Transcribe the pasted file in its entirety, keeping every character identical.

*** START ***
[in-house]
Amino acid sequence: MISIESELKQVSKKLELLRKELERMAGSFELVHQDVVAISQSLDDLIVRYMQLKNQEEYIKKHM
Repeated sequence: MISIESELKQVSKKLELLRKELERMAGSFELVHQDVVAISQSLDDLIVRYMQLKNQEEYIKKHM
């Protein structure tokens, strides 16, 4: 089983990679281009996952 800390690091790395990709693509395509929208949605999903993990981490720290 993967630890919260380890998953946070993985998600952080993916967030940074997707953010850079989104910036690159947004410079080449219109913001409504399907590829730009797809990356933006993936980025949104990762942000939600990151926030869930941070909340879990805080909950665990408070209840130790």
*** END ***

[in-house]
Amino acid sequence: MISIESELKQVSKKLELLRKELERMAGSFELVHQDVVAISQSLDDLIVRYMQLKNQEEYIKKHM
Repeated sequence: MISIESELKQVSKKLELLRKELERMAGSFELVHQDVVAISQSLDDLIVRYMQLKNQEEYIKKHM
């Protein structure tokens, strides 16, 4: 089983990679281009996952 800390690091790395990709693509395509929208949605999903993990981490720290 993967630890919260380890998953946070993985998600952080993916967030940074997707953010850079989104910036690159947004410079080449219109913001409504399907590829730009797809990356933006993936980025949104990762942000939600990151926030869930941070909340879990805080909950665990408070209840130790």